For the May Member Spotlight we would like to illuminate the work of Bruce Hoppe and Connective Associates. As both founder and president of Connective Associates, Bruce works with communities and organizations to better visualize and use their social networks for innovation, influence, and social good.  His blog Connectedness is a rich source of links and reflections on networks and web science.


Bruce has pioneered the use social network analysis in the leadership development field.  At Creating Space VII in Durham, NC, Bruce introduced the LLC community to a social network mapping tool that used real-time data from the participants to map their relationships with each other.  These maps enabled the group to analyze the patterns of their connections and consider when network maps are useful in leadership development work.

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Leadership and Accountability: What if we’ve got it wrong?


Last week I had a fascinating conversation with my seat mate on a flight from Chicago to San Francisco, Matt P.d. Brown, founder of a company called Big Boing and expert in play. He left me with a number of provocative ideas (I actually pulled out a notebook and pen). Here is my favorite: acknowledging effort increases student risk taking while focusing on achievement or personal qualities actually decreases risk taking behavior. I checked it out when I got home. Researchers Mueller and Dweck found that “children who were praised for their effort showed more interest in learning, demonstrated greater persistence and more enjoyment, attributed their failure to lack of effort (which they believed they could change), and performed well in subsequent achievement activities. Rewarding effort also encouraged them to work harder and to seek new challenges.” read more »

How is network leadership different from organizational leadership and why is understanding this difference important?


Network leadership, unlike conventional leadership approaches, is collective, distributed, bottom-up, facilitative and emergent. The individual model of leadership historically associated with strong organizations is more, directive, top-down, and transactional. As we expand our leadership mindset to understand leadership as a collective process, more people are questioning the leadership assumptions that are embedded in traditional organizational structures and processes. While the Leadership and Networks publication will contrast network and organizational leadership as a useful way of highlighting new models of leadership emerging in a connected environment, we believe that these distinctions will become less significant as organizations and communities adopt leadership approaches that are more relational and collective.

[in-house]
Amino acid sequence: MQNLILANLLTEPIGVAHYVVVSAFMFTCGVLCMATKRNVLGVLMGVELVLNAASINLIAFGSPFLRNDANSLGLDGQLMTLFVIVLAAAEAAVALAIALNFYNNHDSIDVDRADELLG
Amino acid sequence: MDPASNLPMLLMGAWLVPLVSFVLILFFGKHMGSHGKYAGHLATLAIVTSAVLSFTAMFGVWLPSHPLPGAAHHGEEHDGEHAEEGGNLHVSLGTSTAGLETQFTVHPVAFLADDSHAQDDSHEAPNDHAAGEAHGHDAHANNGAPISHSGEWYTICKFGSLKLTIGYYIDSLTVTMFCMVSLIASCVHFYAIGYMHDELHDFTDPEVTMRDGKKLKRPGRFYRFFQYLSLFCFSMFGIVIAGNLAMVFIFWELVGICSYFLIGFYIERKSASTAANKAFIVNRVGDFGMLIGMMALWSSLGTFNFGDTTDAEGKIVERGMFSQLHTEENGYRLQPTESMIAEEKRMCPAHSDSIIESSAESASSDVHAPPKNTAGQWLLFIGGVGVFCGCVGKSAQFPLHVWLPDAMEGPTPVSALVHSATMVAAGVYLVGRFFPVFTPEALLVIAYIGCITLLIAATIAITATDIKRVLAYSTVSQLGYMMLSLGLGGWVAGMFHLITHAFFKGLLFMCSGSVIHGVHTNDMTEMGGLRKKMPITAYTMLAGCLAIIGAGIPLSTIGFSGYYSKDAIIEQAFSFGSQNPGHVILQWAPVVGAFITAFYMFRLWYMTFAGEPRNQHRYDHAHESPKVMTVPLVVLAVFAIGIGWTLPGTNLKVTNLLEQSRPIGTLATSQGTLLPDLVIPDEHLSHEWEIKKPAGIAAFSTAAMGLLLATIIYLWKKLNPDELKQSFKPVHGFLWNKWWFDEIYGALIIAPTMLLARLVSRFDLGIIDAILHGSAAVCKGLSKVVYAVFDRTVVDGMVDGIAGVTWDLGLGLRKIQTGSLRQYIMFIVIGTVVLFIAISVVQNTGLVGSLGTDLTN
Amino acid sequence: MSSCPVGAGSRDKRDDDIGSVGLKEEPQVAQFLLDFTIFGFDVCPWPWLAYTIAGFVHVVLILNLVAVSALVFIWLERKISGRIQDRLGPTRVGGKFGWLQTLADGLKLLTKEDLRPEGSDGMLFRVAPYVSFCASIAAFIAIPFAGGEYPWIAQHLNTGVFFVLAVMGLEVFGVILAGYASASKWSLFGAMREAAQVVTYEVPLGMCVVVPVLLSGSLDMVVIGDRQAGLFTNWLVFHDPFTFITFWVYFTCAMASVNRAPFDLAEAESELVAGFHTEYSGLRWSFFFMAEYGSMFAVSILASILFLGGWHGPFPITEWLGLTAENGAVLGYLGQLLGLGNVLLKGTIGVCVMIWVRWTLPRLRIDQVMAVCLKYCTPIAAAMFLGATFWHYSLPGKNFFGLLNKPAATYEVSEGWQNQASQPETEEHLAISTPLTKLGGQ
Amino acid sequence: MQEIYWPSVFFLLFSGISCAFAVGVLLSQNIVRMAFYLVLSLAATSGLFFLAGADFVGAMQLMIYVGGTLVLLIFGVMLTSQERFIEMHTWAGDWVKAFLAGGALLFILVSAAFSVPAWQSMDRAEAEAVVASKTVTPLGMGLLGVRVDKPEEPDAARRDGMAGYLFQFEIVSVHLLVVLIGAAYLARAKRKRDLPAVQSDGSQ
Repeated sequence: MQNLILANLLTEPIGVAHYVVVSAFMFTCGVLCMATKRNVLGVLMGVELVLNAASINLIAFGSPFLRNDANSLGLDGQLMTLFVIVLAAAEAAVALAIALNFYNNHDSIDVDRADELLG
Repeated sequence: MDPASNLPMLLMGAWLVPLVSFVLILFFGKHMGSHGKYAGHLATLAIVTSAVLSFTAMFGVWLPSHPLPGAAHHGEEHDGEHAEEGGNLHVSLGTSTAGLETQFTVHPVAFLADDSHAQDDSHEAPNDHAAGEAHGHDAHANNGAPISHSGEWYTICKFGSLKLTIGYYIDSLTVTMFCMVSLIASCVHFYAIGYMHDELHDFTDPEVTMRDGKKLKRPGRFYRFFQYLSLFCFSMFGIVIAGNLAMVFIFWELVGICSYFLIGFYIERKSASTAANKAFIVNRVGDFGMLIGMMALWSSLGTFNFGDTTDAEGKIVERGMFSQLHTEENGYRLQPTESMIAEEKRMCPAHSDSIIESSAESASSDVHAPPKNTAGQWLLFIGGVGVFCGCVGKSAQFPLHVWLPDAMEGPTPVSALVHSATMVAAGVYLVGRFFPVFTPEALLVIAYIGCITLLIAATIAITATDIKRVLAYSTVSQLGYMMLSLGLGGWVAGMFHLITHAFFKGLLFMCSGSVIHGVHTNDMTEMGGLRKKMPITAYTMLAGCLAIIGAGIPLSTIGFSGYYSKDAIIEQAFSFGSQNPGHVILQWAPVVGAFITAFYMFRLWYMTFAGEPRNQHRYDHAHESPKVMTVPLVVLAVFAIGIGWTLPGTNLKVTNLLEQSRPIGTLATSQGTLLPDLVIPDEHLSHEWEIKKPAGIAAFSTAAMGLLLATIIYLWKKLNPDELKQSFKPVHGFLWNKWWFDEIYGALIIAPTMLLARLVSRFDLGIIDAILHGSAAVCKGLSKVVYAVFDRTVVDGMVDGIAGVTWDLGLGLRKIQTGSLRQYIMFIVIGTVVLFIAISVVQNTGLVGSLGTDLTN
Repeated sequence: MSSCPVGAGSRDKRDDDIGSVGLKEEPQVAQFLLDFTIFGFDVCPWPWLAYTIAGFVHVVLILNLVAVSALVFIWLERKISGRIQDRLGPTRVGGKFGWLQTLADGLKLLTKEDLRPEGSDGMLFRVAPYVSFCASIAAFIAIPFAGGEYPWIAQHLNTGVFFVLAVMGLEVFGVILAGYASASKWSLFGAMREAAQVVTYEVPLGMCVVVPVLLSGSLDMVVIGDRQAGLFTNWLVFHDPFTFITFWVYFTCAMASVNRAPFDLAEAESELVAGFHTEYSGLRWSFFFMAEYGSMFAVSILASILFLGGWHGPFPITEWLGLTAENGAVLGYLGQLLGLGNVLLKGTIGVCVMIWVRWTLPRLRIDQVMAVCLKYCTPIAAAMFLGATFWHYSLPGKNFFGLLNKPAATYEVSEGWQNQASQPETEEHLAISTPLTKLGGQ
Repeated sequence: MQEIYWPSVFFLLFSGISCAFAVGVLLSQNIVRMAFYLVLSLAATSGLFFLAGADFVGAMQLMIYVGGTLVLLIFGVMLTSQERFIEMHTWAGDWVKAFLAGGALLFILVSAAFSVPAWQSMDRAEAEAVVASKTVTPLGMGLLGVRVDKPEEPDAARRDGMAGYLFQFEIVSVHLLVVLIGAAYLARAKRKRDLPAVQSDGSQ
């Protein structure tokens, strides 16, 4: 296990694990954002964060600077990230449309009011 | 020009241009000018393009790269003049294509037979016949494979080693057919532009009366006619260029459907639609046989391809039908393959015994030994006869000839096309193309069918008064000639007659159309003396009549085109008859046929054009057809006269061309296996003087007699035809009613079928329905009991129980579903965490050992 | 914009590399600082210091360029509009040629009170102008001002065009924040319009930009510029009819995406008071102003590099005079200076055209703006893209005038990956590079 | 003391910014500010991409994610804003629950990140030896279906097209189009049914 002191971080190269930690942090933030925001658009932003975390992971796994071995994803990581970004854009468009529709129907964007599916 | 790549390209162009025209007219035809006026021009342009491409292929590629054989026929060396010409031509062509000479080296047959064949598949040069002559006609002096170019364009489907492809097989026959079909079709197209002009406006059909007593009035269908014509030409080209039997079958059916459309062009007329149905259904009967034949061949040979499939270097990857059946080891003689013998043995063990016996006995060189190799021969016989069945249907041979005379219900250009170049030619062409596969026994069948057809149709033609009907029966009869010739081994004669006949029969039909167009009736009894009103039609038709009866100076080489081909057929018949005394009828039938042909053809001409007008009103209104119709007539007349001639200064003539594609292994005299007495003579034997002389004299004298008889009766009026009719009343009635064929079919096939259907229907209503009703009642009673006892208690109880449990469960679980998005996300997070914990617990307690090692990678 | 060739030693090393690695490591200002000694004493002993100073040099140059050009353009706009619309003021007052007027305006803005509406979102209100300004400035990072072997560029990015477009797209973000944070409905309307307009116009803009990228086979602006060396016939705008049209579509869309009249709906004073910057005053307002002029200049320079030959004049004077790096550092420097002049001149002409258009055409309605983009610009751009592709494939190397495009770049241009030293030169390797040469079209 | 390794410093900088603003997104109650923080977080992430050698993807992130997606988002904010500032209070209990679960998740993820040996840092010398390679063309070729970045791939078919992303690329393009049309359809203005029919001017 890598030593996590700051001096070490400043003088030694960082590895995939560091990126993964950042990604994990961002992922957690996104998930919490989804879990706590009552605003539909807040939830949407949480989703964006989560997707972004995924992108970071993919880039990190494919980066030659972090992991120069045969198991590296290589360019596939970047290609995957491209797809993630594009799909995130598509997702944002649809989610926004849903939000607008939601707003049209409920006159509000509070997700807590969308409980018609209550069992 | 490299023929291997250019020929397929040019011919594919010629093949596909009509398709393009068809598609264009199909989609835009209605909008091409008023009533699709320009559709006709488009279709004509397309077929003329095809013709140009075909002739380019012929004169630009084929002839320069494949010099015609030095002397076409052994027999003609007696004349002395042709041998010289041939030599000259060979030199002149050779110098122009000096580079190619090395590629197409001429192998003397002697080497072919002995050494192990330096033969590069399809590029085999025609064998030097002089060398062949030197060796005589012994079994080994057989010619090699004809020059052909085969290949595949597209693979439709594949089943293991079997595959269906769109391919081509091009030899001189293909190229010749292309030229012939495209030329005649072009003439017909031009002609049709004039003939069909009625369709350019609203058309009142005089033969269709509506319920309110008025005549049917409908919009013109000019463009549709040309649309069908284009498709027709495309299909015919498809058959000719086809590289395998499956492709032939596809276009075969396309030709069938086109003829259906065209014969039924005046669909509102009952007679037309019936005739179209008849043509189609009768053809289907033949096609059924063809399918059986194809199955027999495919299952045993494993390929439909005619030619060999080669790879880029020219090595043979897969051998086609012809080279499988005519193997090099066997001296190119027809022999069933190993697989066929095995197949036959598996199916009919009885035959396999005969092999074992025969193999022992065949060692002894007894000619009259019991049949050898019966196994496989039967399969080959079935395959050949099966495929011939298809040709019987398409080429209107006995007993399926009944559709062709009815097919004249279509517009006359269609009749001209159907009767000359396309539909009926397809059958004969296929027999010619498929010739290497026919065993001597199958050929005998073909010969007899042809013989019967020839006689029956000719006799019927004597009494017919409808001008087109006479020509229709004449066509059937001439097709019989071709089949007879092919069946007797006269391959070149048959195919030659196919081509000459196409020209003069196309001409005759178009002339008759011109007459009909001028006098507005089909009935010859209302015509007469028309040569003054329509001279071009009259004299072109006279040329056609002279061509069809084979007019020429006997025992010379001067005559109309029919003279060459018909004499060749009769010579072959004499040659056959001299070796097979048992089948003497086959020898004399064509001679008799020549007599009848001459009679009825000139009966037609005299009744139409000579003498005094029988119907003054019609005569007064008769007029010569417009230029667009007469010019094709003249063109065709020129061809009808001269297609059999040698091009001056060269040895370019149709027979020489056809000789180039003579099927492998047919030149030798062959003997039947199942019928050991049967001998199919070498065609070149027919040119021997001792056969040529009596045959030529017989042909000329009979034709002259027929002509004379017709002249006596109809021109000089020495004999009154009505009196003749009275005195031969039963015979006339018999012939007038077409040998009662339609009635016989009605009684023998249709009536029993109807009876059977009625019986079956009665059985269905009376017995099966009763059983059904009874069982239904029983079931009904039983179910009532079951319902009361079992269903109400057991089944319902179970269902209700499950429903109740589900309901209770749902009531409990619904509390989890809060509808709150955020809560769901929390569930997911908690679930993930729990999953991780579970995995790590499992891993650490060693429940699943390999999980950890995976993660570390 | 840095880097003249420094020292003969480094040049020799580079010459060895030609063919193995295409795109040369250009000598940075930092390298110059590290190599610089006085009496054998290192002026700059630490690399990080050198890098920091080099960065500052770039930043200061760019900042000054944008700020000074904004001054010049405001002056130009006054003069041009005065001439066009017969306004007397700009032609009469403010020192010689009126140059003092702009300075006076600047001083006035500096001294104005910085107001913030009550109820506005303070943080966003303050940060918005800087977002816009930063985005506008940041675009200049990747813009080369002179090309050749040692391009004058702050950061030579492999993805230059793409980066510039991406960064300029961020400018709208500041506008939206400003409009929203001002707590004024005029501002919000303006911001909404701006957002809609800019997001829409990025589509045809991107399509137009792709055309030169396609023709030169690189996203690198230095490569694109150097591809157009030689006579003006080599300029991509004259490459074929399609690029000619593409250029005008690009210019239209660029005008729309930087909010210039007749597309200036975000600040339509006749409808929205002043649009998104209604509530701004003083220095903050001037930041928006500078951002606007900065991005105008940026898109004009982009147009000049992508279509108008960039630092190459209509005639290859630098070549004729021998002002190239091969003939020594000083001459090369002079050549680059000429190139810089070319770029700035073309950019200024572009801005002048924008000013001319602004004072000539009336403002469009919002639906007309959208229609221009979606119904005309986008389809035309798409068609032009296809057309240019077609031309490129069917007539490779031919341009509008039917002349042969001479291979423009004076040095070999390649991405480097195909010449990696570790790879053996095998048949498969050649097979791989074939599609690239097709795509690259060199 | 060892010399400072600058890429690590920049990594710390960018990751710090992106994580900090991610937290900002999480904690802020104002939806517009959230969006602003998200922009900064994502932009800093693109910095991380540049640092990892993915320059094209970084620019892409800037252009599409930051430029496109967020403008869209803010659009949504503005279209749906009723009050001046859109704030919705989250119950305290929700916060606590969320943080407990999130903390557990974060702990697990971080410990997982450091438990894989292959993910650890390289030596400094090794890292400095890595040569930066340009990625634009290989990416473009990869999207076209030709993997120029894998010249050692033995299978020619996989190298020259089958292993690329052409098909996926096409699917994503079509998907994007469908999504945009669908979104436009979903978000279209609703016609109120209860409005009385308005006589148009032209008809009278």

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Emergent Leadership

I always enjoy when I come across a description of leadership that resonates with how leadership emerges in networks.  I want to remember where it came from and somehow be able to access it again, but then I move on and forget where I came across it.  Sociologist Philip Slater wrote a book on the transformation of culture in which he reflects about the shifts from a Control Culture to an Integrative Culture (The Chrysalis Effect:  The Metamorphosis of Global Culture).  Here is how he describes emergent leadership:

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Member Spotlight on Center for Ehtical Leadership


In this month’s newsletter, we are excited to cast the Member Spotlight on two invaluable members of, and contributors to the Leadership Learning Community (LLC) - Dale Nienow, Executive Director and Karma Ruder, Director of Community Collaboration, and their organization, the Center for Ethical Leadership. Karma and Dale have been long-time, committed members of the LLC. They serve as the official conveners of the Seattle LLC Circle and have organized a number of meetings over the last few years. In March of this year, they co-hosted (with four other organizations) a well-attended Seattle LLC Circle on “A Conversation about Leadership and Race” that was organized around the work of LLC’s Leadership for a New Era Initiative Leadership and Race piece. And at this year’s GEO conference, Dale agreed to join as one of the panel participants in a workshop organized and facilitated by LLC Executive Director, Deborah Meehan, on Collective Leadership: Nurturing Vibrant Organizations and Catalyzing Community Change. Karma and Dale were both integral to the design and facilitation of Creating Space VIII that took place in Baltimore. On the other hand, they have been integral participants at many LLC convening’s where their contributions are always rich, thoughtful, thought provoking and insightful. Dale and Karma always bring a spirit of generous sharing to any project or convening and we are pleased to shine the “spotlight” on them and their work. read more »